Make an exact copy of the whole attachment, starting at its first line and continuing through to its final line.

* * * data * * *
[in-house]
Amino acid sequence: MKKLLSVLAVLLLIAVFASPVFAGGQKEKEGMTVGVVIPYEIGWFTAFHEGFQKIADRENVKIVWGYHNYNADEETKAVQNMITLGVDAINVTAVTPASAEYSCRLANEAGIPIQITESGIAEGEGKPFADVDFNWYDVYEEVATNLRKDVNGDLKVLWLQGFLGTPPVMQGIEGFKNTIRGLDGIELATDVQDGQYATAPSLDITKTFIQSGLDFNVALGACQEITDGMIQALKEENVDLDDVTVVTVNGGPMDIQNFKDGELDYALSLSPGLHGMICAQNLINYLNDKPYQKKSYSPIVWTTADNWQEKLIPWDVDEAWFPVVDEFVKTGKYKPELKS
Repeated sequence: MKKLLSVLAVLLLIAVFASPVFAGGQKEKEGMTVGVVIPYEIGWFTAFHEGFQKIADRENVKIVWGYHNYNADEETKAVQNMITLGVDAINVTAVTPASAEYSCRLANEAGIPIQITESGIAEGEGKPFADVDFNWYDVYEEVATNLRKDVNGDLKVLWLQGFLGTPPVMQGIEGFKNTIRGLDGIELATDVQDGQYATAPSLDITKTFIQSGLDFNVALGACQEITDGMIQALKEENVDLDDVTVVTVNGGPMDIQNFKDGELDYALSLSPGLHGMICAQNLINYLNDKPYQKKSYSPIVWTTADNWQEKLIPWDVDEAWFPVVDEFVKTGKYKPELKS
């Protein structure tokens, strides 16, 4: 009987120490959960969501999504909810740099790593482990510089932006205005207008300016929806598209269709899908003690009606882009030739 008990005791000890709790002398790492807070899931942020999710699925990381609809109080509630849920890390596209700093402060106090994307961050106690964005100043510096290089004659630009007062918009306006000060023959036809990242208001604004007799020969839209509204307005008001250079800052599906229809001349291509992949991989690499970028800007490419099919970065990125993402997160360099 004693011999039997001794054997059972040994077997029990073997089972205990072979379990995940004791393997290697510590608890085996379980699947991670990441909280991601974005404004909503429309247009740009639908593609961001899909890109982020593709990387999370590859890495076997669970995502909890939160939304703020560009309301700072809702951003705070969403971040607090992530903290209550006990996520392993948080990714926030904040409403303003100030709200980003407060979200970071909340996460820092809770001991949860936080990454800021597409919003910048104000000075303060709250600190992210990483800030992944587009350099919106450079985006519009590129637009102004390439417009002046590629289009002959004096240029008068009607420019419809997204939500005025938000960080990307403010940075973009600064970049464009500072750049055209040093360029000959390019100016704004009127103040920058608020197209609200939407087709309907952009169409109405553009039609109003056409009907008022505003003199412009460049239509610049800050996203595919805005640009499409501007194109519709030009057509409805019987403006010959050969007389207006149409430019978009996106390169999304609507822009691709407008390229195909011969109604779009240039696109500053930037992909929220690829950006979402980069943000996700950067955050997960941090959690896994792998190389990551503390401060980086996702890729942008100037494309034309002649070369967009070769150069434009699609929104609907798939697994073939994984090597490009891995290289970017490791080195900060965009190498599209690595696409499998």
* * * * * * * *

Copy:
[in-house]
Amino acid sequence: MKKLLSVLAVLLLIAVFASPVFAGGQKEKEGMTVGVVIPYEIGWFTAFHEGFQKIADRENVKIVWGYHNYNADEETKAVQNMITLGVDAINVTAVTPASAEYSCRLANEAGIPIQITESGIAEGEGKPFADVDFNWYDVYEEVATNLRKDVNGDLKVLWLQGFLGTPPVMQGIEGFKNTIRGLDGIELATDVQDGQYATAPSLDITKTFIQSGLDFNVALGACQEITDGMIQALKEENVDLDDVTVVTVNGGPMDIQNFKDGELDYALSLSPGLHGMICAQNLINYLNDKPYQKKSYSPIVWTTADNWQEKLIPWDVDEAWFPVVDEFVKTGKYKPELKS
Repeated sequence: MKKLLSVLAVLLLIAVFASPVFAGGQKEKEGMTVGVVIPYEIGWFTAFHEGFQKIADRENVKIVWGYHNYNADEETKAVQNMITLGVDAINVTAVTPASAEYSCRLANEAGIPIQITESGIAEGEGKPFADVDFNWYDVYEEVATNLRKDVNGDLKVLWLQGFLGTPPVMQGIEGFKNTIRGLDGIELATDVQDGQYATAPSLDITKTFIQSGLDFNVALGACQEITDGMIQALKEENVDLDDVTVVTVNGGPMDIQNFKDGELDYALSLSPGLHGMICAQNLINYLNDKPYQKKSYSPIVWTTADNWQEKLIPWDVDEAWFPVVDEFVKTGKYKPELKS
């Protein structure tokens, strides 16, 4: 009987120490959960969501999504909810740099790593482990510089932006205005207008300016929806598209269709899908003690009606882009030739 008990005791000890709790002398790492807070899931942020999710699925990381609809109080509630849920890390596209700093402060106090994307961050106690964005100043510096290089004659630009007062918009306006000060023959036809990242208001604004007799020969839209509204307005008001250079800052599906229809001349291509992949991989690499970028800007490419099919970065990125993402997160360099 004693011999039997001794054997059972040994077997029990073997089972205990072979379990995940004791393997290697510590608890085996379980699947991670990441909280991601974005404004909503429309247009740009639908593609961001899909890109982020593709990387999370590859890495076997669970995502909890939160939304703020560009309301700072809702951003705070969403971040607090992530903290209550006990996520392993948080990714926030904040409403303003100030709200980003407060979200970071909340996460820092809770001991949860936080990454800021597409919003910048104000000075303060709250600190992210990483800030992944587009350099919106450079985006519009590129637009102004390439417009002046590629289009002959004096240029008068009607420019419809997204939500005025938000960080990307403010940075973009600064970049464009500072750049055209040093360029000959390019100016704004009127103040920058608020197209609200939407087709309907952009169409109405553009039609109003056409009907008022505003003199412009460049239509610049800050996203595919805005640009499409501007194109519709030009057509409805019987403006010959050969007389207006149409430019978009996106390169999304609507822009691709407008390229195909011969109604779009240039696109500053930037992909929220690829950006979402980069943000996700950067955050997960941090959690896994792998190389990551503390401060980086996702890729942008100037494309034309002649070369967009070769150069434009699609929104609907798939697994073939994984090597490009891995290289970017490791080195900060965009190498599209690595696409499998």